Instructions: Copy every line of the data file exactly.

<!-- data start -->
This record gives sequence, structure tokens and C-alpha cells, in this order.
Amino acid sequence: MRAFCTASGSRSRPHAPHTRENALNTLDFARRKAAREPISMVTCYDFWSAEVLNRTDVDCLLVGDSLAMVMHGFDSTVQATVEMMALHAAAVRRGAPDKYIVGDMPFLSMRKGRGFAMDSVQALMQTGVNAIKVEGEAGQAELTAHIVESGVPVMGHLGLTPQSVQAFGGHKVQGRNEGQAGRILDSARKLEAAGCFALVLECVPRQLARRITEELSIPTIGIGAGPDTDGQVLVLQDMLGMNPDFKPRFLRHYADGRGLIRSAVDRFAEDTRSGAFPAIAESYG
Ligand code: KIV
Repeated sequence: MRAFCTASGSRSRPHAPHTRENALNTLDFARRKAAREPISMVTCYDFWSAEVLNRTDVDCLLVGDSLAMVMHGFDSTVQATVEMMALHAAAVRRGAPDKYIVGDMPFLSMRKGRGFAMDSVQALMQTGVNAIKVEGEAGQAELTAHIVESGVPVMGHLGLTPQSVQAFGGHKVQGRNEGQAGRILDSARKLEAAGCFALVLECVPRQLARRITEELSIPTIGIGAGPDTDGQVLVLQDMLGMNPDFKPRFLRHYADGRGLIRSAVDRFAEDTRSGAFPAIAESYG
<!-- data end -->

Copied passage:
This record gives sequence, structure tokens and C-alpha cells, in this order.
Amino acid sequence: MRAFCTASGSRSRPHAPHTRENALNTLDFARRKAAREPISMVTCYDFWSAEVLNRTDVDCLLVGDSLAMVMHGFDSTVQATVEMMALHAAAVRRGAPDKYIVGDMPFLSMRKGRGFAMDSVQALMQTGVNAIKVEGEAGQAELTAHIVESGVPVMGHLGLTPQSVQAFGGHKVQGRNEGQAGRILDSARKLEAAGCFALVLECVPRQLARRITEELSIPTIGIGAGPDTDGQVLVLQDMLGMNPDFKPRFLRHYADGRGLIRSAVDRFAEDTRSGAFPAIAESYG
Ligand code: KIV
Repeated sequence: MRAFCTASGSRSRPHAPHTRENALNTLDFARRKAAREPISMVTCYDFWSAEVLNRTDVDCLLVGDSLAMVMHGFDSTVQATVEMMALHAAAVRRGAPDKYIVGDMPFLSMRKGRGFAMDSVQALMQTGVNAIKVEGEAGQAELTAHIVESGVPVMGHLGLTPQSVQAFGGHKVQGRNEGQAGRILDSARKLEAAGCFALVLECVPRQLARRITEELSIPTIGIGAGPDTDGQVLVLQDMLGMNPDFKPRFLRHYADGRGLIRSAVDRFAEDTRSGAFPAIAESYG